Here, too, we find the inner presence of the heavenly host and the place of theophany.
A third aspect of Aphrahat’s sage is that he is twice called, precisely, "sage", hakkima (661:9 and 664:10). William Schoedel has remarked on the "living tradition" of biblical Wisdom literature in early Christian — including early monastic — Egypt, and of a "coalescence" of the Jewish sage with other forms58. The same observations have been made specifically about, again, Evagrius of Pontus, and especially about the latter’s apparent invention of the genre of short sayings, the "centuries" or "kephalaia", to convey his teaching59. Likewise, those familiar with Evagrius will doubtless recall that the second stage of his return of the intellect to God, after the achievement (and gift) of victory over the passions in apatheia, is the physik theÇria, the contemplation of nature, which leads the initiate into the reasons or purposes of Christ at work in creating and judging the world, the logoi pronoias kai kriseÇs60. Less Evagrius’ particular metaphysics, this is very close indeed to what we find in our pericope from Aphrahat. The wisdom passage from Job 28 reverberates throughout the opening and closing sections of Demonstration XIV.35, while the sage’s ascent to the Presence and Throne, toward "that place", is through the knowledge of creation. His thought expands to enclose "all created things", heights and depths and "the bounds of the seas". Here we might recall the notion of the microcosm, also important for Evagrius, since in Aphrahat, too, the universe is somehow included in the intellect of the wise man. He has taken in the world. Nor is this the end of his expansion. His capacity and inclination, yatzra, to take in, his receptivity, does not stop with the created world, but becomes still more "vast [rwih]" (661:17)61. He expands to become "the great temple of his Creator", "large" enough, as it were, even for God.
6. Three Themes from Jewish and Jewish-Christian Mystical Literature
a. Background: the Lore of the Chariot (Ma’aseh Merkavah) and of the Beginning (Ma’aseh Berešit)
This matter of size, of growth or expansion to the dimensions of the cosmos and beyond, is a familiar one in Jewish mystical literature. We thus arrive at a fourth point about Aphrahat’s portrait of the sage: I read him as deliberately playing off of at least three, interrelated themes in Jewish and Jewish-Christian traditions touching on both the lore of the chariot-throne, ma’aseh merkavah, that is, the ascent to the divine throne and commerce with heaven, and the mystical (in a very broad sense) meditation on Genesis 1-3, ma’aseh berešit62, which spawned the very considerable literature of Adamic speculation preserved in the Old Testament Pseudepigrapha, and which further contributed fundamentally to religious movements like Gnosticism, Manicheanism, and Mandaeism, all three of which were incidentally active in Aphrahat’s neighborhood, and concerning which he makes occasional, condemnatory references63. These were then part of the Persian sage’s ambient, and that of his readers as well, together with the rabbinic criticisms of Christian practices to which he is also replying64. Ma’aseh merkavah and ma’aseh berešit are important elements in this background. Whether in their Jewish or Gnostic forms, they also posed an element of temptation for those to whom Aphrahat was writing. It is therefore not accidental that they feature in the background of his portrait of the glorified sage.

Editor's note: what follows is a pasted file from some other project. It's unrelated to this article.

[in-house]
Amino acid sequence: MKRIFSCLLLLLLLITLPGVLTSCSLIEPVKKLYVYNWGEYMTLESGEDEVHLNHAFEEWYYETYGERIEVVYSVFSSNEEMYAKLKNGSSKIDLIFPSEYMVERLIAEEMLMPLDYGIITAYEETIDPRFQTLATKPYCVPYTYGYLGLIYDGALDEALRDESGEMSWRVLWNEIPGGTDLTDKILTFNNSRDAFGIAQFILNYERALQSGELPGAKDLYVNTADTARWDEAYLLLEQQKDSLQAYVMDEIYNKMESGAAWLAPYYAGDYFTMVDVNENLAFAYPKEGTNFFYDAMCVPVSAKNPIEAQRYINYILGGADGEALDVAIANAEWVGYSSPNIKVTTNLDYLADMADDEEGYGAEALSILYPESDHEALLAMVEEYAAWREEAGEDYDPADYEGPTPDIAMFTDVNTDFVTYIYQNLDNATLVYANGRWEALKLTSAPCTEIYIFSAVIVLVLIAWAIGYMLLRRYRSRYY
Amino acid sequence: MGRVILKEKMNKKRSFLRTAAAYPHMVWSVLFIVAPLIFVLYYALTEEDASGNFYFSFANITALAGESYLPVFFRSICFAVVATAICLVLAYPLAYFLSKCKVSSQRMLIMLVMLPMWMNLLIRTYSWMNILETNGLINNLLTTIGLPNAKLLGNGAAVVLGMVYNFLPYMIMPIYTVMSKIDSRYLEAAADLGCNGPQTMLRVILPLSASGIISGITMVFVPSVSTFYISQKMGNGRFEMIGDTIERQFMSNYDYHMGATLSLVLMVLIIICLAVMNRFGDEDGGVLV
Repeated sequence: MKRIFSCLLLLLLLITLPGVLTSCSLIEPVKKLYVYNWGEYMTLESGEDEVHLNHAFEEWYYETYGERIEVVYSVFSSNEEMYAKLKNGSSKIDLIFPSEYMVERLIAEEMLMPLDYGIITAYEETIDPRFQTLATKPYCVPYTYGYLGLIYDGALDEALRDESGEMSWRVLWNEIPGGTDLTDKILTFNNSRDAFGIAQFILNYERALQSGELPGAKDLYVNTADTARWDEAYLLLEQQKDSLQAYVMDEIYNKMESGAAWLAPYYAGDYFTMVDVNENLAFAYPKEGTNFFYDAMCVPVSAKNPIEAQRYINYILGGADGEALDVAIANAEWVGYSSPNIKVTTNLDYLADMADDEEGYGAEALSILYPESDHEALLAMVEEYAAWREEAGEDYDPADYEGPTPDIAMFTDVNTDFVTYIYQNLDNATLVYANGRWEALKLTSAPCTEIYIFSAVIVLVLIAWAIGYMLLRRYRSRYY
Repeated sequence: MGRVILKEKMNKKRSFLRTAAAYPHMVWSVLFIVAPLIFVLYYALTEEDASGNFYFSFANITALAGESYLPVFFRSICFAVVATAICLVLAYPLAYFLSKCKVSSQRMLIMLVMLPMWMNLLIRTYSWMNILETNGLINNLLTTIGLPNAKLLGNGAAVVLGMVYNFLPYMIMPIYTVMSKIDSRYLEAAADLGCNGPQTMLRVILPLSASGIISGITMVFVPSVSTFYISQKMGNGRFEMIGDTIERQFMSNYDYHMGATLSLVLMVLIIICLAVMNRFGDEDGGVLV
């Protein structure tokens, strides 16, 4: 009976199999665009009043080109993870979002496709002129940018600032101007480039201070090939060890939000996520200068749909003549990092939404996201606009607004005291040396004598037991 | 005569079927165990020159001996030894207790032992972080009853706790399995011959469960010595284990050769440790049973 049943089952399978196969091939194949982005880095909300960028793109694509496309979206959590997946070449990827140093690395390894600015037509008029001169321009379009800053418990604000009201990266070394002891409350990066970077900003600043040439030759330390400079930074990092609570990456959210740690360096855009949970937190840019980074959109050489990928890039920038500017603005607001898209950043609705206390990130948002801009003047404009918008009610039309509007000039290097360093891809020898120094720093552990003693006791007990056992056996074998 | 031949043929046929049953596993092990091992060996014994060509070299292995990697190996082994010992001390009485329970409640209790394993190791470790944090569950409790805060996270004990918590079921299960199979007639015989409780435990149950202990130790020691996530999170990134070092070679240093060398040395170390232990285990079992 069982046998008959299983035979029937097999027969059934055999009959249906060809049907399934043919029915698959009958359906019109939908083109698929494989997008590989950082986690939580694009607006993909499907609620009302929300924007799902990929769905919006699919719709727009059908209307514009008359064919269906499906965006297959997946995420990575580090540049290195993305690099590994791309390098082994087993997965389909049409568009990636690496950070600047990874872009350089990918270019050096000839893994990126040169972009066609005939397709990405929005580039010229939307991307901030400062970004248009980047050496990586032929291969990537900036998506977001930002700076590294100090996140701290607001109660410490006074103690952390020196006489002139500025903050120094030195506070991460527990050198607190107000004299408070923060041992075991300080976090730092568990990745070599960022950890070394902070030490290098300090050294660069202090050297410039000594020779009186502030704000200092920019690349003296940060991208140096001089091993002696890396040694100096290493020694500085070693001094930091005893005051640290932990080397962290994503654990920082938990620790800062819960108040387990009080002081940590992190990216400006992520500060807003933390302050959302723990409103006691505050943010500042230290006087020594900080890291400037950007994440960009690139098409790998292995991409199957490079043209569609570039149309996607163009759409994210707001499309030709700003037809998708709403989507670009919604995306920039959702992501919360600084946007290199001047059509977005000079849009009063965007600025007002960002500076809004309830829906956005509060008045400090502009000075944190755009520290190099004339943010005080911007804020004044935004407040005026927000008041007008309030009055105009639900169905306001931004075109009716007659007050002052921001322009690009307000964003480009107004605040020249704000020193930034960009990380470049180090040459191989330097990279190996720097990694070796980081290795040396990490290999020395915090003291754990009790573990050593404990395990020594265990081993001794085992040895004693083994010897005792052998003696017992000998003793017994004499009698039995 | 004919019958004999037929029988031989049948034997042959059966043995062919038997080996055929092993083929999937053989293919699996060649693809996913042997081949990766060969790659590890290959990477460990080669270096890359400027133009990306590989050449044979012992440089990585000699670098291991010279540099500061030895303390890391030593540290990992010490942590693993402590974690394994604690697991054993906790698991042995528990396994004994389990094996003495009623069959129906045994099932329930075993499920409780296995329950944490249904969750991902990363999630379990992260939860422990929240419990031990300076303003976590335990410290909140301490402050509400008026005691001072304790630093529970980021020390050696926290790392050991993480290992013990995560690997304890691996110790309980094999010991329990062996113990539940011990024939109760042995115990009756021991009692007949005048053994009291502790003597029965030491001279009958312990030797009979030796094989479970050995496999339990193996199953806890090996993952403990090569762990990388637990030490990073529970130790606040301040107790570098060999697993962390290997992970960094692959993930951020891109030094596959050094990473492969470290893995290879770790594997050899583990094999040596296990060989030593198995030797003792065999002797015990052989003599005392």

b. The Glory (Kavod), the Image (Tselem), the Likeness (Demut) and the Ši’ur Qomah
The three specific themes I have in mind are, first, the literature of the ši’ur qomah; second, the expansion of the mystical adept in certain esoteric texts; and, third, speculation about the imago dei that features in a number of the traditions around Adam, particularly concerning the protoplast’s size and splendor. All three are, again, interrelated, and the point of their connection to each other is, perhaps more than anything else, the biblical tradition of the Glory of God, the kevod YHWH. The most striking and arguably most influential expression of this tradition is the humanoform shape that Ezekiel the prophet saw atop the chariot-throne in Ezekiel 1:26 and 28: the demut kmar’eh adam, "in likeness as the appearance of a man", though anthropomorphism related to theophany is widespread in the Old Testament as, for example, in God’s appearance to the elders in Exodus 24:10, cited above, or to Moses in Exodus 33-34. There is also room to argue, as James Barr did forty years ago, and as many others have done since65, that the prophet’s vision of the human likeness atop the merkavah is linked to the Priestly source’s understanding of God’s image, tselem, and likeness, demut, in Genesis 1:26-27. The tselem/demut is, in short, the Glory itself, that "according to which" (Hebrew b, Greek kata) the first human was formed. This tradition, the Glory/kavod as the divine archetype of the human form, has a long, complicated, not to say bewildering and much-debated history in the literature of Israel subsequent to Ezekiel and the Priestly source, and later on in Early Christian sources66. Suffice it to say here that, by Aphrahat’s time, the three themes I have singled out were particular instances of this history and development. They were also, I think, very much in the air of his locale. They featured in the thought of every one of the heretical groups I listed above67, together with the rabbis and, indeed (though I cannot prove it), Aphrahat’s own fellow ihidaye.